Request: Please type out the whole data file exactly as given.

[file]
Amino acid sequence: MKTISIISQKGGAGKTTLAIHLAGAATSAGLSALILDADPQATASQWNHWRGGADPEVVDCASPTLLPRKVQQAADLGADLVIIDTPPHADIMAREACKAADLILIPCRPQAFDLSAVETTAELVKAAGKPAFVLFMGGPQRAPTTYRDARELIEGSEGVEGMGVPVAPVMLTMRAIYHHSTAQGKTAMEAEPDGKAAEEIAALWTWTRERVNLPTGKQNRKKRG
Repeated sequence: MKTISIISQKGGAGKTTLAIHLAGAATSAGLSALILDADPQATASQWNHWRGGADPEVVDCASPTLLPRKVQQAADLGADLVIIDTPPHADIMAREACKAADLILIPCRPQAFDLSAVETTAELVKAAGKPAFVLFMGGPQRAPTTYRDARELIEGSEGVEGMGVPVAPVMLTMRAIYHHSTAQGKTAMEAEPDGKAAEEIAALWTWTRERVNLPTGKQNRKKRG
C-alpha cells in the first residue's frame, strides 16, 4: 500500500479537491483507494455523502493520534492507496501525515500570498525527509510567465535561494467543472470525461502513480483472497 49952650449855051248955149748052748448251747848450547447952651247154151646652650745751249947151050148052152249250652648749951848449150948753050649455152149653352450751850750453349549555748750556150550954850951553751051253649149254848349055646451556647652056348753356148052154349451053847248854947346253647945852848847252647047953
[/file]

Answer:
Amino acid sequence: MKTISIISQKGGAGKTTLAIHLAGAATSAGLSALILDADPQATASQWNHWRGGADPEVVDCASPTLLPRKVQQAADLGADLVIIDTPPHADIMAREACKAADLILIPCRPQAFDLSAVETTAELVKAAGKPAFVLFMGGPQRAPTTYRDARELIEGSEGVEGMGVPVAPVMLTMRAIYHHSTAQGKTAMEAEPDGKAAEEIAALWTWTRERVNLPTGKQNRKKRG
Repeated sequence: MKTISIISQKGGAGKTTLAIHLAGAATSAGLSALILDADPQATASQWNHWRGGADPEVVDCASPTLLPRKVQQAADLGADLVIIDTPPHADIMAREACKAADLILIPCRPQAFDLSAVETTAELVKAAGKPAFVLFMGGPQRAPTTYRDARELIEGSEGVEGMGVPVAPVMLTMRAIYHHSTAQGKTAMEAEPDGKAAEEIAALWTWTRERVNLPTGKQNRKKRG
C-alpha cells in the first residue's frame, strides 16, 4: 500500500479537491483507494455523502493520534492507496501525515500570498525527509510567465535561494467543472470525461502513480483472497 49952650449855051248955149748052748448251747848450547447952651247154151646652650745751249947151050148052152249250652648749951848449150948753050649455152149653352450751850750453349549555748750556150550954850951553751051253649149254848349055646451556647652056348753356148052154349451053847248854947346253647945852848847252647047953